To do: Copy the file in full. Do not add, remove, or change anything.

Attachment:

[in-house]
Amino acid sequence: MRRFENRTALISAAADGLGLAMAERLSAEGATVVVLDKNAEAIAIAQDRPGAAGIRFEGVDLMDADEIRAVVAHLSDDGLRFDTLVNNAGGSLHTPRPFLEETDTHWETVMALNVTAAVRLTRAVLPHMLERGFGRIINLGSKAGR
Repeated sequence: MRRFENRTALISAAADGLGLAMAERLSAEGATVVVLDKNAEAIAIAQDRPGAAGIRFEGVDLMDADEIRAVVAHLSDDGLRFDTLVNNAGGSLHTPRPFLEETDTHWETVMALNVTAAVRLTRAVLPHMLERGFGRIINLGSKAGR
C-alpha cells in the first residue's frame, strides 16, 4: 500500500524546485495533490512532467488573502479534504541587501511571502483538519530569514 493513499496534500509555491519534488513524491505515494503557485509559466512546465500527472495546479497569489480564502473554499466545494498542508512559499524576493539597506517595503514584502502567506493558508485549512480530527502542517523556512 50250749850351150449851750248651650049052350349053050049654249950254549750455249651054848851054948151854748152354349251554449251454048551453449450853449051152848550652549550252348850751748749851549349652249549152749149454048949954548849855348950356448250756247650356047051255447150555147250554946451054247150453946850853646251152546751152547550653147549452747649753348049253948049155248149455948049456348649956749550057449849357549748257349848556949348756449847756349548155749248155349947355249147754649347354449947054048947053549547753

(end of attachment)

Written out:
[in-house]
Amino acid sequence: MRRFENRTALISAAADGLGLAMAERLSAEGATVVVLDKNAEAIAIAQDRPGAAGIRFEGVDLMDADEIRAVVAHLSDDGLRFDTLVNNAGGSLHTPRPFLEETDTHWETVMALNVTAAVRLTRAVLPHMLERGFGRIINLGSKAGR
Repeated sequence: MRRFENRTALISAAADGLGLAMAERLSAEGATVVVLDKNAEAIAIAQDRPGAAGIRFEGVDLMDADEIRAVVAHLSDDGLRFDTLVNNAGGSLHTPRPFLEETDTHWETVMALNVTAAVRLTRAVLPHMLERGFGRIINLGSKAGR
C-alpha cells in the first residue's frame, strides 16, 4: 500500500524546485495533490512532467488573502479534504541587501511571502483538519530569514 493513499496534500509555491519534488513524491505515494503557485509559466512546465500527472495546479497569489480564502473554499466545494498542508512559499524576493539597506517595503514584502502567506493558508485549512480530527502542517523556512 50250749850351150449851750248651650049052350349053050049654249950254549750455249651054848851054948151854748152354349251554449251454048551453449450853449051152848550652549550252348850751748749851549349652249549152749149454048949954548849855348950356448250756247650356047051255447150555147250554946451054247150453946850853646251152546751152547550653147549452747649753348049253948049155248149455948049456348649956749550057449849357549748257349848556949348756449847756349548155749248155349947355249147754649347354449947054048947053549547753